You can help restore the American Chestnut to the Kentucky landscape.
KYTACF encourages people to submit photos of chestnuts with leaf and twig samples. Learn how to use the TreeSnap App to identify American chestnut trees. Identifying American Chestnut Trees is designed to help you distinguish among several species of the chestnut family commonly seen in North America.
Contact the Kentucky TACF chapter to suggest sites where you would like to see chestnut groves.
Establish and maintain an orchard. The Kentucky Chapter of The American Chestnut Foundation is looking for people willing to help with Backcross Breeding Orchards, Germ Plasm Conservation Orchards and, in the near future, Transgenic Tree Orchards.
Chestnuts are self-infertile, that is, in order to produce healthy and edible nuts, a tree needs another tree quite nearby that is not related. Therefore, all plantings need to have several chestnuts in a grove, and these chestnuts need to come from several sources.
The Backcross Breeding Orchard is a basic unit of the TACF breeding program. This is the planting program that is the most rewarding and the one we need the most. It is a commitment of an acre of well-drained soil, and of 8 to 10 years of care. Any conscientious person can become a “chestnut steward” and help grow American chestnuts.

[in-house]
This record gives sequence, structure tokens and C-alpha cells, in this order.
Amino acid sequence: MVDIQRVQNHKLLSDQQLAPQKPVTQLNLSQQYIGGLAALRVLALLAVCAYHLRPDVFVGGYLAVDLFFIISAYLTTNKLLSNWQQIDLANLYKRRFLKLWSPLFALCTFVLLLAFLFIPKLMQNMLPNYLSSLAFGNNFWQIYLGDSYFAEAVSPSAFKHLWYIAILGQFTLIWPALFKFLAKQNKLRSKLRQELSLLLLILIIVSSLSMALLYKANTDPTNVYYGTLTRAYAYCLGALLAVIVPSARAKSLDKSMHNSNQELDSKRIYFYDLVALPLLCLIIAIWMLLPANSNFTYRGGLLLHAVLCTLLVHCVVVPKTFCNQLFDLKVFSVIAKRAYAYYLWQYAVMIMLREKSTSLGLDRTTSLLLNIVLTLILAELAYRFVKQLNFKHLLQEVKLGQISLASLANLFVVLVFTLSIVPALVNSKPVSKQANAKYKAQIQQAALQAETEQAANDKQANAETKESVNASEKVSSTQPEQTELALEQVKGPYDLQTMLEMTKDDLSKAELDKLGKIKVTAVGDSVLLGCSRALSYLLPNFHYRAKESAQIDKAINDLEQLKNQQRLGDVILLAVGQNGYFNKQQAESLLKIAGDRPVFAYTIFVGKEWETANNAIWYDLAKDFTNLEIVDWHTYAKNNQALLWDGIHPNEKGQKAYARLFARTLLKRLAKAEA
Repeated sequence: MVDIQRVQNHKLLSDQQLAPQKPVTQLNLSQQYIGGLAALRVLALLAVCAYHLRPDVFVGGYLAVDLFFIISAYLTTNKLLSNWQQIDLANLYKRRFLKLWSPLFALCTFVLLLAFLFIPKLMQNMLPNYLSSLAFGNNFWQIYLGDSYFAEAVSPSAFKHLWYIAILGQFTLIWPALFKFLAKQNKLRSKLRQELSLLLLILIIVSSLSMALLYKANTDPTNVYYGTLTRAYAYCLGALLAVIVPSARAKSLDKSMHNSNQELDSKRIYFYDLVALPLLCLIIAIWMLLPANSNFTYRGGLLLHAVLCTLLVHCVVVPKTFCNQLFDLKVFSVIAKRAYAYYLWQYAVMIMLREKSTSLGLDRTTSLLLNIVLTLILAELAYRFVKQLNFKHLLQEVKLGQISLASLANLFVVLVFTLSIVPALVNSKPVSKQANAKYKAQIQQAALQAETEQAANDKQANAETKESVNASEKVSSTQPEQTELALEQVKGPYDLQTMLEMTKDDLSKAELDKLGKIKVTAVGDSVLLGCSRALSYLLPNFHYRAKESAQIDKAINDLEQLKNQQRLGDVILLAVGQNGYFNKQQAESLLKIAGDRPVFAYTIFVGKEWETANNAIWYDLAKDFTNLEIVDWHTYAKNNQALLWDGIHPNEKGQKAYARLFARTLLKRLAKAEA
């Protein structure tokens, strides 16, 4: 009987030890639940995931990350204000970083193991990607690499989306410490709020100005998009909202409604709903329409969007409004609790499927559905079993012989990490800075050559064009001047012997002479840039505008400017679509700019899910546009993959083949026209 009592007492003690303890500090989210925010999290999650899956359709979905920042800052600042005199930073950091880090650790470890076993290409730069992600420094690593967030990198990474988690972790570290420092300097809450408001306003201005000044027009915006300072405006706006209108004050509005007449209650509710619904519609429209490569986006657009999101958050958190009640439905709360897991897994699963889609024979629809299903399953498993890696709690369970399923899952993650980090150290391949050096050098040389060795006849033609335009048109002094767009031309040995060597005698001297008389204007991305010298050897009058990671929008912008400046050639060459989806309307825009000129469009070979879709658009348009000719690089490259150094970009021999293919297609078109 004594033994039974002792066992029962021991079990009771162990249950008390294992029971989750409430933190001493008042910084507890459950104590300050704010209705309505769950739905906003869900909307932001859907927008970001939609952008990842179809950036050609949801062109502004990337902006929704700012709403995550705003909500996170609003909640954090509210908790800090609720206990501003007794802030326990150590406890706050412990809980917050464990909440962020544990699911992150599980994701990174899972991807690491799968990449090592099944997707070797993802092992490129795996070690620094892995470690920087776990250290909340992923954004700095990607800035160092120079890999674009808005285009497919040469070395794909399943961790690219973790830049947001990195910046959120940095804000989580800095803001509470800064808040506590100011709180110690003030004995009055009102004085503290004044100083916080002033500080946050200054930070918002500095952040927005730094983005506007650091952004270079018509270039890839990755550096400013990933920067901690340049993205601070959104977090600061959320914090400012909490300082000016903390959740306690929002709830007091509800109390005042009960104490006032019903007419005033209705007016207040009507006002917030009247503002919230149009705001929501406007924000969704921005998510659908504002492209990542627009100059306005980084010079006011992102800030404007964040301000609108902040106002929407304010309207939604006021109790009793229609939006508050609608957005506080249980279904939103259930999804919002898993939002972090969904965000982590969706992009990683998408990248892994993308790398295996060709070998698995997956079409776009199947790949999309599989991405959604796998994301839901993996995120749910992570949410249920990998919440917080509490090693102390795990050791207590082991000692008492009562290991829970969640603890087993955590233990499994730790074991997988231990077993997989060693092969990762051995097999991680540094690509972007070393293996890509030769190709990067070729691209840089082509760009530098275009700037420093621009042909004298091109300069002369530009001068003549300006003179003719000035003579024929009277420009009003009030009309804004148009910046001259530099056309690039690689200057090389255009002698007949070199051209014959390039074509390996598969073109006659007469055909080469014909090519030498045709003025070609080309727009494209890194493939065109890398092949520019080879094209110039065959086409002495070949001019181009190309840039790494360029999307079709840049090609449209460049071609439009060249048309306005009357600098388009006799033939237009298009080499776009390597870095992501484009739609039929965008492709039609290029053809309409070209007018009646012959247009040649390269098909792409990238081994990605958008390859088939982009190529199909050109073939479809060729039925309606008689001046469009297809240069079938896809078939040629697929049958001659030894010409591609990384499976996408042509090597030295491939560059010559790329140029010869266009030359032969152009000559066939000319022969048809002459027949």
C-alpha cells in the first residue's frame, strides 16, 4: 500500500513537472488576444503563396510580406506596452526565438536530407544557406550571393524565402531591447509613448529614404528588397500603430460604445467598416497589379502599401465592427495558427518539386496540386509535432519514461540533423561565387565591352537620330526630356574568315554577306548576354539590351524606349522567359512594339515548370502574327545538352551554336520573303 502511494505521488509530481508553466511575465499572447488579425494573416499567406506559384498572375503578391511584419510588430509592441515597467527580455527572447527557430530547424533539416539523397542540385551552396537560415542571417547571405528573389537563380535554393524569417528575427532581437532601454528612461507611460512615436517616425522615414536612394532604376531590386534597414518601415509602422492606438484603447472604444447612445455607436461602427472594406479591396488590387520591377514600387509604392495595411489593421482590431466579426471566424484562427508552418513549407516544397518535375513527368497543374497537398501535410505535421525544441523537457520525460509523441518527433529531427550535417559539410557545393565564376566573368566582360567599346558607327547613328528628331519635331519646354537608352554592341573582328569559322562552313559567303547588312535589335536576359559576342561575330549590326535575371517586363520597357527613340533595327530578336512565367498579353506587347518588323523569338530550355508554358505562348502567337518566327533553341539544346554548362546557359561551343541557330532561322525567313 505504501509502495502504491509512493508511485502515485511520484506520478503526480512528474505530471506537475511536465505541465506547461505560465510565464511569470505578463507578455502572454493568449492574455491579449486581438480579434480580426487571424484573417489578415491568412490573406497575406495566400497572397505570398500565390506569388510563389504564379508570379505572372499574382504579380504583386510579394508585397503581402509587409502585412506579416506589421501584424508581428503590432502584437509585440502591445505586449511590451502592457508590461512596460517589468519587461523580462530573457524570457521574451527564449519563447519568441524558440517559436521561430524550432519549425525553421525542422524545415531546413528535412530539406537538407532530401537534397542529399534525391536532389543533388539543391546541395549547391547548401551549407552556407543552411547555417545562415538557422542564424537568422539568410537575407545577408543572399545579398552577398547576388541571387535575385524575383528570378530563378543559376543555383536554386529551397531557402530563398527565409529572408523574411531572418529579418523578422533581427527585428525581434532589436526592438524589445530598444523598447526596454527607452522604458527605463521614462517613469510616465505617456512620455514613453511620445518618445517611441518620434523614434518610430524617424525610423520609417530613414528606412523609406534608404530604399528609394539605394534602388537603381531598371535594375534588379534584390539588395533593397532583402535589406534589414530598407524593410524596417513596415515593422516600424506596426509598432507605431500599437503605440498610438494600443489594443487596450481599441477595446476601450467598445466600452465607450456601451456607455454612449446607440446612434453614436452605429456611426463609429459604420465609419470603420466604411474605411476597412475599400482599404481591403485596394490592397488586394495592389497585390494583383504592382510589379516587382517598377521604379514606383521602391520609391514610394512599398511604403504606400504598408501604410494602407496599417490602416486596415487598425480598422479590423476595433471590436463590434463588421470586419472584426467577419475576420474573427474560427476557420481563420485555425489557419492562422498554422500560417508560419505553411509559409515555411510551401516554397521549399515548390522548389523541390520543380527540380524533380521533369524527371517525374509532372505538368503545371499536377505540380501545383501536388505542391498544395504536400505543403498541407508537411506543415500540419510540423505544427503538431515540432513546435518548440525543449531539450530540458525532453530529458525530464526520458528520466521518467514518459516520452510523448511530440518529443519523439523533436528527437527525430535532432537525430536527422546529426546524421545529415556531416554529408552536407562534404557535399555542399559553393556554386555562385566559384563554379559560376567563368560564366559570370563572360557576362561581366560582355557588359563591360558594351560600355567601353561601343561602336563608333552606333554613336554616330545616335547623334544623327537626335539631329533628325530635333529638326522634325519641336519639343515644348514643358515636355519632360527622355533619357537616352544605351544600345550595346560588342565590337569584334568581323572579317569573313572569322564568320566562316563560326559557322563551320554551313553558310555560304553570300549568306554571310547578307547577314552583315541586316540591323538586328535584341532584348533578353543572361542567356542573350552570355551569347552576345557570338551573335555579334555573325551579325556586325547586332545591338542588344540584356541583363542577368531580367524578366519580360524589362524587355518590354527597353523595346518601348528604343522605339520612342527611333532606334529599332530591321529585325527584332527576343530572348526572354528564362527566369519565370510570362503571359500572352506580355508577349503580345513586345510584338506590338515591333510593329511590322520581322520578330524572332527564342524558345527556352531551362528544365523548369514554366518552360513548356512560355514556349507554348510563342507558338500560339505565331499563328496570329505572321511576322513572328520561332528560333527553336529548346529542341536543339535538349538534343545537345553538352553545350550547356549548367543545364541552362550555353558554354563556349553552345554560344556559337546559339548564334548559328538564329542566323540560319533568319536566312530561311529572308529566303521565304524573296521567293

When you plant a Back Cross American Chestnut Orchard, you open a door and step over a threshold to become a participant in the TACF program. At some level, you are now a citizen scientist and a plant breeder. You are now personally safeguarding at least two Kentucky American chestnut sources and incorporating their contribution to the future of the species. No successful orchard works if there isn’t an onsite chestnut steward and manager for the project.
If you are interested in obtaining the Restoration chestnuts for private planting, go to the National American Chestnut website. They are available in limited numbers for sponsorship donors.
Read more…. Restoring an American Classic in Kentucky Woodlands Magazine.